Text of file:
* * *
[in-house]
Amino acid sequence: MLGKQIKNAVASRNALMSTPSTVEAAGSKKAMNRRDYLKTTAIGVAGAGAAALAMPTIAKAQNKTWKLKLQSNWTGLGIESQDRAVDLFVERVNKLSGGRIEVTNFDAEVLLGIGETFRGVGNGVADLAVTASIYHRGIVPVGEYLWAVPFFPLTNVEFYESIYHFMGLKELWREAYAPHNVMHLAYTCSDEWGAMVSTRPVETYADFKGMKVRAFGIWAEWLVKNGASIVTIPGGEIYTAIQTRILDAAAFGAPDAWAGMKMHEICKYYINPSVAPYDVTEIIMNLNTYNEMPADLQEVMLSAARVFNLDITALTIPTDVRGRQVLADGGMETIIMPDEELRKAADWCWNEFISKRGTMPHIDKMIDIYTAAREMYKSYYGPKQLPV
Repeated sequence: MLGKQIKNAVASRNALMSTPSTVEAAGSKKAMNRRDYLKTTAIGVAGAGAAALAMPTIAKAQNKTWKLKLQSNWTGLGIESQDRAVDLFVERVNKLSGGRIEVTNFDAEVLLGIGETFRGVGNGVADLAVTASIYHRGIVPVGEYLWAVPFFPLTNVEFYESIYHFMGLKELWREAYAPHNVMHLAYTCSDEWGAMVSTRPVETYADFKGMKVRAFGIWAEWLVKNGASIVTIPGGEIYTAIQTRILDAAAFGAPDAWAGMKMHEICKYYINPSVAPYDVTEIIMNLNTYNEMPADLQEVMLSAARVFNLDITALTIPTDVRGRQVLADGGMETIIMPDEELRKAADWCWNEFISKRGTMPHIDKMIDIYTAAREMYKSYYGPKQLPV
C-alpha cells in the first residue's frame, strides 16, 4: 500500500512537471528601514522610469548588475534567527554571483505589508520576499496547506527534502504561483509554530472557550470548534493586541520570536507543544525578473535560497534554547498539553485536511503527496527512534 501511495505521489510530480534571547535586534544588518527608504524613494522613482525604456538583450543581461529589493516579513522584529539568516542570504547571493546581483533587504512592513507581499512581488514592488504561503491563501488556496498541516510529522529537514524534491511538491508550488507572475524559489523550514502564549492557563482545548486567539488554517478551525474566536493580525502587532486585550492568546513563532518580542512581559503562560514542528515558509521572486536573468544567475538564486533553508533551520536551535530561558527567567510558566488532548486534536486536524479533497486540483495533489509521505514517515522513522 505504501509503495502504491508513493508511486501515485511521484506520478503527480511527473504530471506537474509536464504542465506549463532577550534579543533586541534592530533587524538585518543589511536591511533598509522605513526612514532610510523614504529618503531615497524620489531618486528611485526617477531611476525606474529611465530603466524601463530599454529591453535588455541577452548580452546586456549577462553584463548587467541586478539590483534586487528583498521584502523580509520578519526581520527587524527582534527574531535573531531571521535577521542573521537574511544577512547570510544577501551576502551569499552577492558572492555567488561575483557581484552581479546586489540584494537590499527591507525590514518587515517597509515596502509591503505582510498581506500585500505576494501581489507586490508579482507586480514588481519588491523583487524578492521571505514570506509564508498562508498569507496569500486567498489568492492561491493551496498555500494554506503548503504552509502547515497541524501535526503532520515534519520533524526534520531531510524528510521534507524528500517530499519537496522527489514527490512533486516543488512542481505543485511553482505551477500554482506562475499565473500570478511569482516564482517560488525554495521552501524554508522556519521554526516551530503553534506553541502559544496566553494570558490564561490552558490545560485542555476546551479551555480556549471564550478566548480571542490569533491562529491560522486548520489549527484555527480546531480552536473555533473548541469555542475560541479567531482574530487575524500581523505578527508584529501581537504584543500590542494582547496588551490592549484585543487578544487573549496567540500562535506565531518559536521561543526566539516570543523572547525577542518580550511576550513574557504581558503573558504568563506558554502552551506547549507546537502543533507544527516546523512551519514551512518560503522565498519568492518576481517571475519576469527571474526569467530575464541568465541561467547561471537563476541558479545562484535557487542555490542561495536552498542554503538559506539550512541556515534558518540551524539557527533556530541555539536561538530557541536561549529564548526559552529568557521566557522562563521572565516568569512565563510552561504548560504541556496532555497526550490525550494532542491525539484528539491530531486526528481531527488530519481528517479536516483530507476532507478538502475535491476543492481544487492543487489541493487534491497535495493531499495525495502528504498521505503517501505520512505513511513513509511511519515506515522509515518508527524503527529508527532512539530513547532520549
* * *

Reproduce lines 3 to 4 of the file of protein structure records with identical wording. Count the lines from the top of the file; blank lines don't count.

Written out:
Repeated sequence: MLGKQIKNAVASRNALMSTPSTVEAAGSKKAMNRRDYLKTTAIGVAGAGAAALAMPTIAKAQNKTWKLKLQSNWTGLGIESQDRAVDLFVERVNKLSGGRIEVTNFDAEVLLGIGETFRGVGNGVADLAVTASIYHRGIVPVGEYLWAVPFFPLTNVEFYESIYHFMGLKELWREAYAPHNVMHLAYTCSDEWGAMVSTRPVETYADFKGMKVRAFGIWAEWLVKNGASIVTIPGGEIYTAIQTRILDAAAFGAPDAWAGMKMHEICKYYINPSVAPYDVTEIIMNLNTYNEMPADLQEVMLSAARVFNLDITALTIPTDVRGRQVLADGGMETIIMPDEELRKAADWCWNEFISKRGTMPHIDKMIDIYTAAREMYKSYYGPKQLPV
C-alpha cells in the first residue's frame, strides 16, 4: 500500500512537471528601514522610469548588475534567527554571483505589508520576499496547506527534502504561483509554530472557550470548534493586541520570536507543544525578473535560497534554547498539553485536511503527496527512534 501511495505521489510530480534571547535586534544588518527608504524613494522613482525604456538583450543581461529589493516579513522584529539568516542570504547571493546581483533587504512592513507581499512581488514592488504561503491563501488556496498541516510529522529537514524534491511538491508550488507572475524559489523550514502564549492557563482545548486567539488554517478551525474566536493580525502587532486585550492568546513563532518580542512581559503562560514542528515558509521572486536573468544567475538564486533553508533551520536551535530561558527567567510558566488532548486534536486536524479533497486540483495533489509521505514517515522513522 505504501509503495502504491508513493508511486501515485511521484506520478503527480511527473504530471506537474509536464504542465506549463532577550534579543533586541534592530533587524538585518543589511536591511533598509522605513526612514532610510523614504529618503531615497524620489531618486528611485526617477531611476525606474529611465530603466524601463530599454529591453535588455541577452548580452546586456549577462553584463548587467541586478539590483534586487528583498521584502523580509520578519526581520527587524527582534527574531535573531531571521535577521542573521537574511544577512547570510544577501551576502551569499552577492558572492555567488561575483557581484552581479546586489540584494537590499527591507525590514518587515517597509515596502509591503505582510498581506500585500505576494501581489507586490508579482507586480514588481519588491523583487524578492521571505514570506509564508498562508498569507496569500486567498489568492492561491493551496498555500494554506503548503504552509502547515497541524501535526503532520515534519520533524526534520531531510524528510521534507524528500517530499519537496522527489514527490512533486516543488512542481505543485511553482505551477500554482506562475499565473500570478511569482516564482517560488525554495521552501524554508522556519521554526516551530503553534506553541502559544496566553494570558490564561490552558490545560485542555476546551479551555480556549471564550478566548480571542490569533491562529491560522486548520489549527484555527480546531480552536473555533473548541469555542475560541479567531482574530487575524500581523505578527508584529501581537504584543500590542494582547496588551490592549484585543487578544487573549496567540500562535506565531518559536521561543526566539516570543523572547525577542518580550511576550513574557504581558503573558504568563506558554502552551506547549507546537502543533507544527516546523512551519514551512518560503522565498519568492518576481517571475519576469527571474526569467530575464541568465541561467547561471537563476541558479545562484535557487542555490542561495536552498542554503538559506539550512541556515534558518540551524539557527533556530541555539536561538530557541536561549529564548526559552529568557521566557522562563521572565516568569512565563510552561504548560504541556496532555497526550490525550494532542491525539484528539491530531486526528481531527488530519481528517479536516483530507476532507478538502475535491476543492481544487492543487489541493487534491497535495493531499495525495502528504498521505503517501505520512505513511513513509511511519515506515522509515518508527524503527529508527532512539530513547532520549